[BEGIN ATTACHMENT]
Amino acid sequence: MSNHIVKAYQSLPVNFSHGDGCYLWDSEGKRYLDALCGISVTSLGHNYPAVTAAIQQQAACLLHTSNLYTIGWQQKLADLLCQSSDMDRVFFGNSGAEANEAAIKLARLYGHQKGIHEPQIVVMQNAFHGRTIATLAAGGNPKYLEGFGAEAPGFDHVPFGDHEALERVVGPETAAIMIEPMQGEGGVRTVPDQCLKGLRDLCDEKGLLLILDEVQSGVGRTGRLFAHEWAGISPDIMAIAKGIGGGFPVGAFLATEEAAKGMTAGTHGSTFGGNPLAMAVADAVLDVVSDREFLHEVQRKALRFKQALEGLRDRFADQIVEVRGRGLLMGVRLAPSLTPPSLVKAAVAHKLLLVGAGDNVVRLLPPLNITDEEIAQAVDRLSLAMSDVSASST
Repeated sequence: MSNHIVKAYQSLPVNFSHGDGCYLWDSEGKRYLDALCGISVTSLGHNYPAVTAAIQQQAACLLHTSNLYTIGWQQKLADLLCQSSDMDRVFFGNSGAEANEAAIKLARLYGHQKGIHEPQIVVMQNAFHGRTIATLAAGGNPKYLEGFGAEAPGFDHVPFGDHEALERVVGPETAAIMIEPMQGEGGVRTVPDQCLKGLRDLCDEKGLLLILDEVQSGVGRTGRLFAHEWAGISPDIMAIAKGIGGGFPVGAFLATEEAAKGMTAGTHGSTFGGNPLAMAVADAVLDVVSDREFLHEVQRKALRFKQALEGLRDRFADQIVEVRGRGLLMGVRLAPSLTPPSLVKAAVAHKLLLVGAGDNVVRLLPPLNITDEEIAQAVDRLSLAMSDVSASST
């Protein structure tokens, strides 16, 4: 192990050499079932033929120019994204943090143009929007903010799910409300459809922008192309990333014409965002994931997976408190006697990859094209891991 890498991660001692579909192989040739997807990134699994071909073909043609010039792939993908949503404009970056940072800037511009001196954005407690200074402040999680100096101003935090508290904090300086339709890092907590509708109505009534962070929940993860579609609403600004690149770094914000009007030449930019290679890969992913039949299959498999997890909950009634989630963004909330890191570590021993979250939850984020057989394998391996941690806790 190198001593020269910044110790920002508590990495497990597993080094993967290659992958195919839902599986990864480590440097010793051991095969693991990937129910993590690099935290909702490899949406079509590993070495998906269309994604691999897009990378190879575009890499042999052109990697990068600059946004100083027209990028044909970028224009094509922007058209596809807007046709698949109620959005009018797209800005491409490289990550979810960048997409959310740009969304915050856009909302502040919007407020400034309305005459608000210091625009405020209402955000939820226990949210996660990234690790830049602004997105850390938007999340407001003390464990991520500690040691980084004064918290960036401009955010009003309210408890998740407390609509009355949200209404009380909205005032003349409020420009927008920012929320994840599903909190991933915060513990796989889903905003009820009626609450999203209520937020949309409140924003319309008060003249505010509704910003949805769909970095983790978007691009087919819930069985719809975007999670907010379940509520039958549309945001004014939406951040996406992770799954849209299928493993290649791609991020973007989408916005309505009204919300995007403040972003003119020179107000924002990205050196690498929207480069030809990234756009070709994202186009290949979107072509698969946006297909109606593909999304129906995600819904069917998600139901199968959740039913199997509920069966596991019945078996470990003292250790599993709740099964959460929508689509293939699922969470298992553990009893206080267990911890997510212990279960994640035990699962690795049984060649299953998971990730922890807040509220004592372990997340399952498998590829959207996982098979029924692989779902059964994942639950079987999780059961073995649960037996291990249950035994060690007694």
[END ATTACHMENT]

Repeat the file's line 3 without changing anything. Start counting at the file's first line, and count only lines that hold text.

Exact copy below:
């Protein structure tokens, strides 16, 4: 192990050499079932033929120019994204943090143009929007903010799910409300459809922008192309990333014409965002994931997976408190006697990859094209891991 890498991660001692579909192989040739997807990134699994071909073909043609010039792939993908949503404009970056940072800037511009001196954005407690200074402040999680100096101003935090508290904090300086339709890092907590509708109505009534962070929940993860579609609403600004690149770094914000009007030449930019290679890969992913039949299959498999997890909950009634989630963004909330890191570590021993979250939850984020057989394998391996941690806790 190198001593020269910044110790920002508590990495497990597993080094993967290659992958195919839902599986990864480590440097010793051991095969693991990937129910993590690099935290909702490899949406079509590993070495998906269309994604691999897009990378190879575009890499042999052109990697990068600059946004100083027209990028044909970028224009094509922007058209596809807007046709698949109620959005009018797209800005491409490289990550979810960048997409959310740009969304915050856009909302502040919007407020400034309305005459608000210091625009405020209402955000939820226990949210996660990234690790830049602004997105850390938007999340407001003390464990991520500690040691980084004064918290960036401009955010009003309210408890998740407390609509009355949200209404009380909205005032003349409020420009927008920012929320994840599903909190991933915060513990796989889903905003009820009626609450999203209520937020949309409140924003319309008060003249505010509704910003949805769909970095983790978007691009087919819930069985719809975007999670907010379940509520039958549309945001004014939406951040996406992770799954849209299928493993290649791609991020973007989408916005309505009204919300995007403040972003003119020179107000924002990205050196690498929207480069030809990234756009070709994202186009290949979107072509698969946006297909109606593909999304129906995600819904069917998600139901199968959740039913199997509920069966596991019945078996470990003292250790599993709740099964959460929508689509293939699922969470298992553990009893206080267990911890997510212990279960994640035990699962690795049984060649299953998971990730922890807040509220004592372990997340399952498998590829959207996982098979029924692989779902059964994942639950079987999780059961073995649960037996291990249950035994060690007694």